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can. felix harcourt: the wording is not great in the polls. the way the pool explains that is -- not that there is an 11% difference between those that believe ufos are an extraterrestrial phenomena, or what is commonly referred to as the extraterrestrial hypothesis that ufos are real and alien related. the difference is that 56% believed that ufos are real, 11% fewer believe that some of those ufos have landed and we have had contact with the aliens. that is the differential playing out there. the differential between something else going on is that 56% going up to 71% from the 1990's if the idea that something is going on with this question. and that idea that there is something going on has a long history.
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the concern over extraterrestrial contact has a long history. if we go back to 1835, the new york newspaper, the sun, garners major attention in reporting that an astronomer has found life on the moon. life in the shape of a series of humanoid bat people. it turns out, unsurprisingly, that it is a hoax. i am sorry to disappoint anyone that was hoping that there are bat people really living on the moon. but it points us to the idea -- to the idea of the ideas that are already percolating around in the 19th century. that becomes more evident in the late 19th century. in 1891, when thomas alleges that a man from mars appeared in the kitchen of his rural home and fully endorsed late 19th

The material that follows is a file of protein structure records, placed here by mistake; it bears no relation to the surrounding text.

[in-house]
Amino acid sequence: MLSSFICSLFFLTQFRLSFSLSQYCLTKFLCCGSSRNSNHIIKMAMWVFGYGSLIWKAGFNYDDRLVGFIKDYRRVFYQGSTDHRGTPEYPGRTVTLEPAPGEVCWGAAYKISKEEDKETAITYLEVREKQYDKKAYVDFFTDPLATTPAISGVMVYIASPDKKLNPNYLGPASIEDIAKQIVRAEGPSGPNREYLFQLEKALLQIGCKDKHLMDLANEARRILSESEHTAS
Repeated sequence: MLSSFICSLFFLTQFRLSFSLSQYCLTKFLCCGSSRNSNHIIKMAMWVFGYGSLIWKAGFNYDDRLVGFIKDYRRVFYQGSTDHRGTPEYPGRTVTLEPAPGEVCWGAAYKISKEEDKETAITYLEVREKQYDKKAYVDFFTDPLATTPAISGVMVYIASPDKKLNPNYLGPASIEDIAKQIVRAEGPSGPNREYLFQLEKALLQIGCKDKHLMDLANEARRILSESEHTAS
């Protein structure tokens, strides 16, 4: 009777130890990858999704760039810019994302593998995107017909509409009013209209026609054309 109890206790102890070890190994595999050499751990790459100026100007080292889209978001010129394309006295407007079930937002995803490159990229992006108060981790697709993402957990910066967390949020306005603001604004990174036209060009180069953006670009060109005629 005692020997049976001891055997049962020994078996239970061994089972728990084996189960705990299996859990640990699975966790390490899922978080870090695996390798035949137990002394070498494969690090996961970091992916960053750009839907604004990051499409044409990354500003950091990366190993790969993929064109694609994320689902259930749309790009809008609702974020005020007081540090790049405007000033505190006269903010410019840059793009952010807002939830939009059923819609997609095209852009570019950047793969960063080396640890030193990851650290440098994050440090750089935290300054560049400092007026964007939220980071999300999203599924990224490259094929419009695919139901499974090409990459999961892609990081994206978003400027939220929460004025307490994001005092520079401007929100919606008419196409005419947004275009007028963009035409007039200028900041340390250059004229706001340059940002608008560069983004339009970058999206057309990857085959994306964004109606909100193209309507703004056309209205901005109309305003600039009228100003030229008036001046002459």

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century democratic socialist utopianism. which was nice for thomas to hear since he was already a believer in such things. or, in 1896, and 1897, where you see a series of unexplained air ships seen in the skies over the west coast. there is a really interesting variety of stories that come out about these airships. some of them claim that they humanoid beings inside peddling to make it go. if that is a spaceship, that is a lot of peddling. some allegedly called out to the airships as it goes over and the airship called back down to say that they are from mars. even in the 19th century, people are very fixated about life on mars.